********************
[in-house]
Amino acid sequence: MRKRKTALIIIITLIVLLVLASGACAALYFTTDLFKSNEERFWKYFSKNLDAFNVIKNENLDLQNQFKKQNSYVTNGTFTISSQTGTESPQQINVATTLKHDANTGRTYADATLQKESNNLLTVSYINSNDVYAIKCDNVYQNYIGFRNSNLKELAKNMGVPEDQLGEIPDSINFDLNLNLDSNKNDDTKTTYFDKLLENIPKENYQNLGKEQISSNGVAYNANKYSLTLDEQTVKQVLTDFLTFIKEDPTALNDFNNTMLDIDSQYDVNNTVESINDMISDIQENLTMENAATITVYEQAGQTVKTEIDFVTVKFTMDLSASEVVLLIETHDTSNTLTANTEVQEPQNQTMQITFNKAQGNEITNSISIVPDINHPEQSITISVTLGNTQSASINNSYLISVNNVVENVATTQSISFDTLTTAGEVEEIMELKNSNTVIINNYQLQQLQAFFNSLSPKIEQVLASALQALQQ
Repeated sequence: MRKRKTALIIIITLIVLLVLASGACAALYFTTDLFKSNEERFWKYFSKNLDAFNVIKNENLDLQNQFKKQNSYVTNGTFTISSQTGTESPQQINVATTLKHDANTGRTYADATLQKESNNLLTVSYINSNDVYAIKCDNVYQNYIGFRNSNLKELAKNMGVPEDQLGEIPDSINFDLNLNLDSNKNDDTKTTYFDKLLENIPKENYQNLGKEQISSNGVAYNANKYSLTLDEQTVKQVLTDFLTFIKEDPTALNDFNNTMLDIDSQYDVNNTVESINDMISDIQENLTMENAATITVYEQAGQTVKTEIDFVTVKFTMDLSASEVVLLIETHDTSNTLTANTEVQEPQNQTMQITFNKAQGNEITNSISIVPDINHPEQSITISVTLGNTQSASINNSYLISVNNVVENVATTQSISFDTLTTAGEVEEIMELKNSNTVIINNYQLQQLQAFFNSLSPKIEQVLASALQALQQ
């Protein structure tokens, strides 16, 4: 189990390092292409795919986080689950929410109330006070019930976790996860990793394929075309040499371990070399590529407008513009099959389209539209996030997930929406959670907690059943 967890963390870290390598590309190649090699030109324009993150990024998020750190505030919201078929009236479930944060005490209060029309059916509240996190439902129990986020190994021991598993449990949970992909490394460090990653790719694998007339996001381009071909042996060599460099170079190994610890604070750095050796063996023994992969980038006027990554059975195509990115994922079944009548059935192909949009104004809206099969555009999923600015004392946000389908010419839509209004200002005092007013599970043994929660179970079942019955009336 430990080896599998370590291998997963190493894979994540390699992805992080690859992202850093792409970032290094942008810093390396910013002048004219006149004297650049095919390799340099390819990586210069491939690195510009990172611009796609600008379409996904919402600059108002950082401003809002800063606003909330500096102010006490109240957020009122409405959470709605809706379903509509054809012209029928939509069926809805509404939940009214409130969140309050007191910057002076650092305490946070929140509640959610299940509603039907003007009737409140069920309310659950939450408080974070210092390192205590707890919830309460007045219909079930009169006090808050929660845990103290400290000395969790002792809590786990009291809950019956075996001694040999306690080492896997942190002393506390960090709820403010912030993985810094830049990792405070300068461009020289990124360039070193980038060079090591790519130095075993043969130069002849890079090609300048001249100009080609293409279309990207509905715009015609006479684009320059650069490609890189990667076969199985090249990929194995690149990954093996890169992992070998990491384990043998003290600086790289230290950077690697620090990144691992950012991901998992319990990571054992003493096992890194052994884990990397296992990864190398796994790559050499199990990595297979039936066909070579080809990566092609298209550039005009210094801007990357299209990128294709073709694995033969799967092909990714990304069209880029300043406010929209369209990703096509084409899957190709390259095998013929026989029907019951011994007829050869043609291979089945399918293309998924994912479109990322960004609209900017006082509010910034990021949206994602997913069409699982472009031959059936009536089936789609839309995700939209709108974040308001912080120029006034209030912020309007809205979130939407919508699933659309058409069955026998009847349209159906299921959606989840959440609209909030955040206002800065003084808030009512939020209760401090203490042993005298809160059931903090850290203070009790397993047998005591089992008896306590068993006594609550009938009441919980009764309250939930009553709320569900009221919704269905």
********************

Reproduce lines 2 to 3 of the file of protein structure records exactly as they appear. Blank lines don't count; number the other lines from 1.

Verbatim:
Amino acid sequence: MRKRKTALIIIITLIVLLVLASGACAALYFTTDLFKSNEERFWKYFSKNLDAFNVIKNENLDLQNQFKKQNSYVTNGTFTISSQTGTESPQQINVATTLKHDANTGRTYADATLQKESNNLLTVSYINSNDVYAIKCDNVYQNYIGFRNSNLKELAKNMGVPEDQLGEIPDSINFDLNLNLDSNKNDDTKTTYFDKLLENIPKENYQNLGKEQISSNGVAYNANKYSLTLDEQTVKQVLTDFLTFIKEDPTALNDFNNTMLDIDSQYDVNNTVESINDMISDIQENLTMENAATITVYEQAGQTVKTEIDFVTVKFTMDLSASEVVLLIETHDTSNTLTANTEVQEPQNQTMQITFNKAQGNEITNSISIVPDINHPEQSITISVTLGNTQSASINNSYLISVNNVVENVATTQSISFDTLTTAGEVEEIMELKNSNTVIINNYQLQQLQAFFNSLSPKIEQVLASALQALQQ
Repeated sequence: MRKRKTALIIIITLIVLLVLASGACAALYFTTDLFKSNEERFWKYFSKNLDAFNVIKNENLDLQNQFKKQNSYVTNGTFTISSQTGTESPQQINVATTLKHDANTGRTYADATLQKESNNLLTVSYINSNDVYAIKCDNVYQNYIGFRNSNLKELAKNMGVPEDQLGEIPDSINFDLNLNLDSNKNDDTKTTYFDKLLENIPKENYQNLGKEQISSNGVAYNANKYSLTLDEQTVKQVLTDFLTFIKEDPTALNDFNNTMLDIDSQYDVNNTVESINDMISDIQENLTMENAATITVYEQAGQTVKTEIDFVTVKFTMDLSASEVVLLIETHDTSNTLTANTEVQEPQNQTMQITFNKAQGNEITNSISIVPDINHPEQSITISVTLGNTQSASINNSYLISVNNVVENVATTQSISFDTLTTAGEVEEIMELKNSNTVIINNYQLQQLQAFFNSLSPKIEQVLASALQALQQ